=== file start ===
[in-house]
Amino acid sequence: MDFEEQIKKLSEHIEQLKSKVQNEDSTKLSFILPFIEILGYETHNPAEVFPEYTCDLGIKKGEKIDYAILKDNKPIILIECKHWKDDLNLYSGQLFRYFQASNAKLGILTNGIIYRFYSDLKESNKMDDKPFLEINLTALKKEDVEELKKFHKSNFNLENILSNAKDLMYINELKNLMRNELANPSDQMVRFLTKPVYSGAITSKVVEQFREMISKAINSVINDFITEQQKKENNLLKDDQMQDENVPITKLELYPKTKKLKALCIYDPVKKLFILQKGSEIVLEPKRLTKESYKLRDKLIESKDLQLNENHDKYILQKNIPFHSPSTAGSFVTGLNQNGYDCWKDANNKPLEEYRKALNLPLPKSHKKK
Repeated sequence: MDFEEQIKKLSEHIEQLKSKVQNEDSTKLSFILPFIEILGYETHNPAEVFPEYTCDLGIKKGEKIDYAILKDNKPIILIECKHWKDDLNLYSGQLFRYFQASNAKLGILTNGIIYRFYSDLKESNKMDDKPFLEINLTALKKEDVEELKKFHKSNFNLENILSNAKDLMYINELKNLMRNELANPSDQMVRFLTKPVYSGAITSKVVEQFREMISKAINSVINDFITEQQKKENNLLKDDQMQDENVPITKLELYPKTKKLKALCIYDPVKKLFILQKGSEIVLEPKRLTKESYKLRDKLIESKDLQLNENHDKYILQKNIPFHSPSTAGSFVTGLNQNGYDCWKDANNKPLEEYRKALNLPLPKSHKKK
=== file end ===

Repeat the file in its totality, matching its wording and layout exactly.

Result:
[in-house]
Amino acid sequence: MDFEEQIKKLSEHIEQLKSKVQNEDSTKLSFILPFIEILGYETHNPAEVFPEYTCDLGIKKGEKIDYAILKDNKPIILIECKHWKDDLNLYSGQLFRYFQASNAKLGILTNGIIYRFYSDLKESNKMDDKPFLEINLTALKKEDVEELKKFHKSNFNLENILSNAKDLMYINELKNLMRNELANPSDQMVRFLTKPVYSGAITSKVVEQFREMISKAINSVINDFITEQQKKENNLLKDDQMQDENVPITKLELYPKTKKLKALCIYDPVKKLFILQKGSEIVLEPKRLTKESYKLRDKLIESKDLQLNENHDKYILQKNIPFHSPSTAGSFVTGLNQNGYDCWKDANNKPLEEYRKALNLPLPKSHKKK
Repeated sequence: MDFEEQIKKLSEHIEQLKSKVQNEDSTKLSFILPFIEILGYETHNPAEVFPEYTCDLGIKKGEKIDYAILKDNKPIILIECKHWKDDLNLYSGQLFRYFQASNAKLGILTNGIIYRFYSDLKESNKMDDKPFLEINLTALKKEDVEELKKFHKSNFNLENILSNAKDLMYINELKNLMRNELANPSDQMVRFLTKPVYSGAITSKVVEQFREMISKAINSVINDFITEQQKKENNLLKDDQMQDENVPITKLELYPKTKKLKALCIYDPVKKLFILQKGSEIVLEPKRLTKESYKLRDKLIESKDLQLNENHDKYILQKNIPFHSPSTAGSFVTGLNQNGYDCWKDANNKPLEEYRKALNLPLPKSHKKK